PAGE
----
Box 456 Mt Hagen WHP
Papua New Guinea
Priscilla arrived at Kudjip in late November, the right side of her face hidden behind a scarf, a bulge evident to those who gave more than a cursory glance. It is common for PNG patients to conceal injuries and deformities. Often the cover attracts more attention than would the defect itself. Not so in Priscilla’s case. Despite 30 years of viewing the devastating consequences of illness and injury, I had to consciously resist the initial temptation to recoil. Her right eye, no longer recognizable as an eye, protruded two full inches from her face. Swelling extended in all directions, distorting her eyebrow and nose.
A moment later, I began to see beyond the tumor. Pain emanated from this girl. Louder still than her physical agony, Priscilla’s silence screamed of fear. Her pain and fear demanded a response every bit as much as did her cancer. What could I do for her? Her tumor was extensive and I didn’t (and don¹t) have a cure. But Priscilla wasn’t asking me to cure her. She had given up hope and held no discernable expectations of me.
I can usually meet zero-level expectations and occasionally even exceed them. This teenage girl wasn’t difficult to love. She came from a poor family in the Jimi Valley, hours from any medical care. She had
suffered with this tumor for four months, most of which she had spent in isolation and agony. She knew she was dying. I don’t know whether she voiced her complaints in the early stages of her illness, but certainly she did so no longer.
Love and laughter are powerful therapies, and Priscilla responded well to both. We have a limited arsenal of chemotherapy agents, and I unloaded what I had into Priscilla’s veins. I admitted to her I was giving her “poison”, that her hair would fall out, and that she could curse me as she vomited through the night. In reality, she tolerated her early courses of chemotherapy very well. She spent the first 5 weeks in the hospital, including a joyous Christmas.
Priscilla’s tumor is no longer visible, though I’m sure it lurks deep within her orbit. I don’t have to try to elicit laughter or words from Priscilla anymore. Both come frequently and spontaneously. The new Priscilla lives each and every day with a bounce. I look forward to seeing her tomorrow for continued therapy, and to the joy and encouragement she brings to me and to my colleagues here.
Dr. Becky Morsch
Our dear sister and missionary colleague Dr. Becky Morsch has breast cancer, discovered recently while on Home Assignment. Becky was scheduled for surgery this past Friday and we are prayerfully awaiting reports.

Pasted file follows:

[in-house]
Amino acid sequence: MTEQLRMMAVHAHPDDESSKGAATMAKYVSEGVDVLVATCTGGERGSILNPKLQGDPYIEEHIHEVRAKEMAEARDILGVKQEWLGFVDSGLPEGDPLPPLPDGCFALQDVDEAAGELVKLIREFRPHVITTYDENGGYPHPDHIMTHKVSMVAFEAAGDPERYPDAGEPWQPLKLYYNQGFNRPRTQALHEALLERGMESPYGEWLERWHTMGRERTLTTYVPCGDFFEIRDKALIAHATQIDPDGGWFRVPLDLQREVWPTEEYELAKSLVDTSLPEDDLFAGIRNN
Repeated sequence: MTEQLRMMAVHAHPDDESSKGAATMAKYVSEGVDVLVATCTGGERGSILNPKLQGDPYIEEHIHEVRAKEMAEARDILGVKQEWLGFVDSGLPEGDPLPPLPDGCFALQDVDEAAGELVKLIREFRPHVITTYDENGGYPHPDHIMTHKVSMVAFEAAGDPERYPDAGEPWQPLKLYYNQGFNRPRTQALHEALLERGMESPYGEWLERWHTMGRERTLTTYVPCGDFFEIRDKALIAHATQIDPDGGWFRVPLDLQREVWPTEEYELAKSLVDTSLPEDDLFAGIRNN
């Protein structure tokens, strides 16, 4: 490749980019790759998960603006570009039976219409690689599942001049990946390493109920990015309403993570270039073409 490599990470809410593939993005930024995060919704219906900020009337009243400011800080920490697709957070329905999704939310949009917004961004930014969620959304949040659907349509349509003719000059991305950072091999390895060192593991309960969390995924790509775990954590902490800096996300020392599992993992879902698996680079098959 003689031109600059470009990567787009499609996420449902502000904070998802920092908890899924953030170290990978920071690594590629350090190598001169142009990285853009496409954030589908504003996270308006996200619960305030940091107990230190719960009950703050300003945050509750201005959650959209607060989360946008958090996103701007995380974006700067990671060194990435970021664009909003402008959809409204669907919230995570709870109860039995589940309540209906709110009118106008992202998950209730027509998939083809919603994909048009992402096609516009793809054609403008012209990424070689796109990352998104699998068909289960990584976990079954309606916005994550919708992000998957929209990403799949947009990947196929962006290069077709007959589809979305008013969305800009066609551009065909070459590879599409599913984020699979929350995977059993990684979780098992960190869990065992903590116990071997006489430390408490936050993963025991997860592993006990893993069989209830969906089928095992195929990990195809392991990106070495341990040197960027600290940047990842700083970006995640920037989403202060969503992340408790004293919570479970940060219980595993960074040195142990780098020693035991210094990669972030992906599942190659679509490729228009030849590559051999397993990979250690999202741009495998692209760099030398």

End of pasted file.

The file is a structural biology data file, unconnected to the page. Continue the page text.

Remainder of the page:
Dr. Becky, in her current assignment, teaches Community Based Health Care in villages across PNG. During this past term, she, along with PHS Director Mr. Gabriel Mahisu, has witnessed wonderful transformation of communities in the East Sepik and Sandaun Provinces. I was privileged to attend the CBHC graduation at Bopanten, a half-day (motor) boat trip up the Sepik River. There have been phenomenal and comprehensive changes in the villages impacted by CBHC training. Spiritual renewal has been foremost, and significant social, economic, and physical improvements have followed.
Please keep Dr. Becky in your prayers, as well as the CBHC communities of PNG.
The PNGIF Project to build the new hospital is stuck in preliminaries. I am learning some of the challenges of working with major donors. Meanwhile, I have developed a deeper appreciation for so many of you who faithfully sacrifice and support us here at Nazarene Hospital!
Although progress is slow with the PNGIF, there are two very exciting developments in our communication technology. We recently installed satellite internet access (with great support from Nazarene Missions International). Secondly, Mark Riggs of Oroville, CA has asked for and received a generous donation of a quality phone system from his employer, Sprint. Internet access and reliable phones will have a great impact on our lives and ministry here.
Heavy rains in early January washed away the bridge along the Highlands Highway at Aviamp, less than 10 minutes west of Kudjip, cutting off vehicle access to Hagen, to the airport, and to essential medical supplies and oxygen, for most of two weeks. A makeshift walking bridge was hastily constructed. We were deeply thankful for the supplies we had stockpiled from containers and donations we had received during 2006.
Palmcroft Baptist Church Gift
AIDS continues to devastate PNG at an ever-increasing rate. Nazarene Hospital is committed to prevention and treatment of this horrific disease. Palmcroft Baptist Church in Phoenix, Arizona (home church of volunteer OB/Gyn Dr. Allan Sawyer) gave Nazarene Hospital, via their Thanksgiving offering, $31,800 for the prevention of mother-to-child transmission of HIV. This tremendous gift will promote the early detection of mothers with HIV and fund effective interventions to protect their babies. Thank you, PBC!
Volunteers provide a tremendous boost to the services here. Dr. Mike and Nancy Pyle (Sept), Dr. Betty Tom (Sept through Dec), and Drs Jim and Rosemarie Gilbert (Dec/Jan) covered the final months of Dr. Jim Radcliffe’s furlough. Drs Katy Hurd and Linda Chan came to us from IMAGE (Tulsa, OK) and were a great help. Dr. Elizabeth Alok, PNG resident, was an excellent colleague throughout her 3 month rural medicine rotation. Aussie students Ben Teo and Chris Wall made strong contributions and hopefully gained valuable experience. We enjoyed hosting a team of 12 students Mt Vernon
Nazarene College in recent weeks.
Tami Jaynes and Greg White are our MK schoolteachers this year. Ray and Karen Comstock are providing valuable help in Maintenance and Office/Accounting.
Dr. Jim Honored
Congratulations to our own Dr. Jim Radcliffe. He has been recognized by the American Medical Association as the recipient of the prestigious Dr. Nathan Davis award.
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